The fundamental purposes of the European Union are to promote greater social, political and economic harmony among the nations of Western Europe. The EU reasons that nations whose economies are interdependent are less likely to engage in conflict. These goals are pursued through the unification of European markets under a single currency, the Euro, and through sets of legal standards to which all prospective and member nations, are held. Supranational institutions work with national governments to govern the implementation of these standards and help the EU to act as a unified body on the world stage.
Calls for the unification of Europe began in the 1940s and '50s as a reaction to the violent disunity demonstrated by the World Wars. As the continent rebuilt its industries, the advantages of pooling natural resources and strengthening bonds became attractive to national leaders, whose countries’ post-imperialism economies relied heavily upon trade with one another. Thus, the primary concept of European unification was predicated on peace and prosperity.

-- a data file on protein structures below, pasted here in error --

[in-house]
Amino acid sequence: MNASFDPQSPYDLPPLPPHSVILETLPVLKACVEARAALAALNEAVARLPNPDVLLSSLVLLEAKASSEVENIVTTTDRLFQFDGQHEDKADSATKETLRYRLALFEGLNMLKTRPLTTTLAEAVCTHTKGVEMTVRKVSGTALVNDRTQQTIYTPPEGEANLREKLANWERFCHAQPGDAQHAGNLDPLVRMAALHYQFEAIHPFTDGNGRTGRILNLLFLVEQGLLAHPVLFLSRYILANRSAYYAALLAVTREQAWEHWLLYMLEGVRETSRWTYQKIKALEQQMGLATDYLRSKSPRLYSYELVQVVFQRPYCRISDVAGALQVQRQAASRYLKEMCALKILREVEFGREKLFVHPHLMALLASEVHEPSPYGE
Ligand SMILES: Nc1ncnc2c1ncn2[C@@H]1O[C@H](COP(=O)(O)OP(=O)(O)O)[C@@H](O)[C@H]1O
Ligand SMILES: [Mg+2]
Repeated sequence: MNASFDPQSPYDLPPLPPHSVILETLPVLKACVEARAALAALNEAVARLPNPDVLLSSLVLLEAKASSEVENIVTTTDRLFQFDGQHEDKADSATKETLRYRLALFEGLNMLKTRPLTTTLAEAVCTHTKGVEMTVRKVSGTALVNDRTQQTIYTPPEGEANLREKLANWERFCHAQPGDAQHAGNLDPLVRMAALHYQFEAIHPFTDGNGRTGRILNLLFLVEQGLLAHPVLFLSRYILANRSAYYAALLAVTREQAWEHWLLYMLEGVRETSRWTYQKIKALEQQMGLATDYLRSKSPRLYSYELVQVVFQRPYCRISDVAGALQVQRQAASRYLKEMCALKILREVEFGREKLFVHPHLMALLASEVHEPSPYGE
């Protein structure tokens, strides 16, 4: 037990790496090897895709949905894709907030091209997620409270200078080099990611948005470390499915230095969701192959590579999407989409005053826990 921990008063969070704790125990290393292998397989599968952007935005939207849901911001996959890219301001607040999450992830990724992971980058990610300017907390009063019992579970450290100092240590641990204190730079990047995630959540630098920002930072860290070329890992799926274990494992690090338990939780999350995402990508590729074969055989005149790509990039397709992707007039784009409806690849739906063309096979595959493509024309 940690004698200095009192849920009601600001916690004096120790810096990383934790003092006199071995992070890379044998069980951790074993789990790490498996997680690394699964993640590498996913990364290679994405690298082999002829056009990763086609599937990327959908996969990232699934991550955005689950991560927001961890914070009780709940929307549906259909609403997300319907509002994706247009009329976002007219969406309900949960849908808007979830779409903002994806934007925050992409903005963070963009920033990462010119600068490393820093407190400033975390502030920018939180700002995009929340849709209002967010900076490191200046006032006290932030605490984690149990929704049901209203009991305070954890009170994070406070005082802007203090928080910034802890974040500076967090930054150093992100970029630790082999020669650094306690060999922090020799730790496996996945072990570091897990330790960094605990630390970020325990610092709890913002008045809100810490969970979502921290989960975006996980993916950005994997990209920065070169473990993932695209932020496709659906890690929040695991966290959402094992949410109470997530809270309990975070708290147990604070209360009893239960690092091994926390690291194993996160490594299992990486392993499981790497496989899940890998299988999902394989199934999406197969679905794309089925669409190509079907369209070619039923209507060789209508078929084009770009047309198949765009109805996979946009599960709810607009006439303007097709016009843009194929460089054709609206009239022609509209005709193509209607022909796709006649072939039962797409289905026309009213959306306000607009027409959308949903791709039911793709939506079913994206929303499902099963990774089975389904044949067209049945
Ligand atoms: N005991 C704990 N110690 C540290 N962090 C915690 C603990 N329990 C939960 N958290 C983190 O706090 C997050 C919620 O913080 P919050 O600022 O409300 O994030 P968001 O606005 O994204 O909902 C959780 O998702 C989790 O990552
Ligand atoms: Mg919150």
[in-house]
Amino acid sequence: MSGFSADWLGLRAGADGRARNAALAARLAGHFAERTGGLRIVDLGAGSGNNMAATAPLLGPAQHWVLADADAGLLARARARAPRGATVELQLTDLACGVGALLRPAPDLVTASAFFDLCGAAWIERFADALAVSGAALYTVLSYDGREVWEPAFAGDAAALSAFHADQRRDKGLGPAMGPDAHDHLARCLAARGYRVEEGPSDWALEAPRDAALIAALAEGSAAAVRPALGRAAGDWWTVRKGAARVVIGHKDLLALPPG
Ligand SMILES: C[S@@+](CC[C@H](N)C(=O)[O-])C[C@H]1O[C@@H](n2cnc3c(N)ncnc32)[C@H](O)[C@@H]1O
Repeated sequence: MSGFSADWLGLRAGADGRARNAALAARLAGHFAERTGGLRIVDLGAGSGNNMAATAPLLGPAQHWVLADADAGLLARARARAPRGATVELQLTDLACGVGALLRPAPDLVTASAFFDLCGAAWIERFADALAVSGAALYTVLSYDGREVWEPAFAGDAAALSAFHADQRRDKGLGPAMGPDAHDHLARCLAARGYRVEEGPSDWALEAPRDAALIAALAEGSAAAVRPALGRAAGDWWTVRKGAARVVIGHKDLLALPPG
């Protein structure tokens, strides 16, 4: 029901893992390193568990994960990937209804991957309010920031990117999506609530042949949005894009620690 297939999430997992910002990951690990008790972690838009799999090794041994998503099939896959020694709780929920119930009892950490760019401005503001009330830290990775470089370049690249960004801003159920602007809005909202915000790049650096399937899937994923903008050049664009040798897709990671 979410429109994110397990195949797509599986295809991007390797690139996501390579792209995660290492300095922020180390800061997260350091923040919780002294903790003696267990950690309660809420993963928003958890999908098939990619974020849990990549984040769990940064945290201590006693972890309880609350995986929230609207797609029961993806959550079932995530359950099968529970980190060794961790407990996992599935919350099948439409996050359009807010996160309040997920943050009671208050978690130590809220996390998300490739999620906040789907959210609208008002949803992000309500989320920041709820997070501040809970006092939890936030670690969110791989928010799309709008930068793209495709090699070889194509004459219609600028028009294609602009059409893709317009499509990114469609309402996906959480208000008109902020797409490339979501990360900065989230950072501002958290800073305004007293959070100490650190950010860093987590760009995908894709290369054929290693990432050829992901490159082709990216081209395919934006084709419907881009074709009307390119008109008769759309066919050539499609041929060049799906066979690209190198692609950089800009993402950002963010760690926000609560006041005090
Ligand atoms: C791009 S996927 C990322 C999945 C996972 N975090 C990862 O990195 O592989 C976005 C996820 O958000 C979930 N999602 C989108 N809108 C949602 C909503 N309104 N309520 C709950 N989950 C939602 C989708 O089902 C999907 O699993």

The modern European Union traces its origins to economic coalitions formed between Belgium, France, West Germany, Italy, Luxembourg and the Netherlands during the 1950s. Full market unity, however, did not come into force until 2002 with the introduction of the Euro. As European prosperity grew, so did the ambitions of the EU. The EU now lists among its goal the promotion of human rights, mobility of its citizens between member nations and the development of a more transparent and democratic government.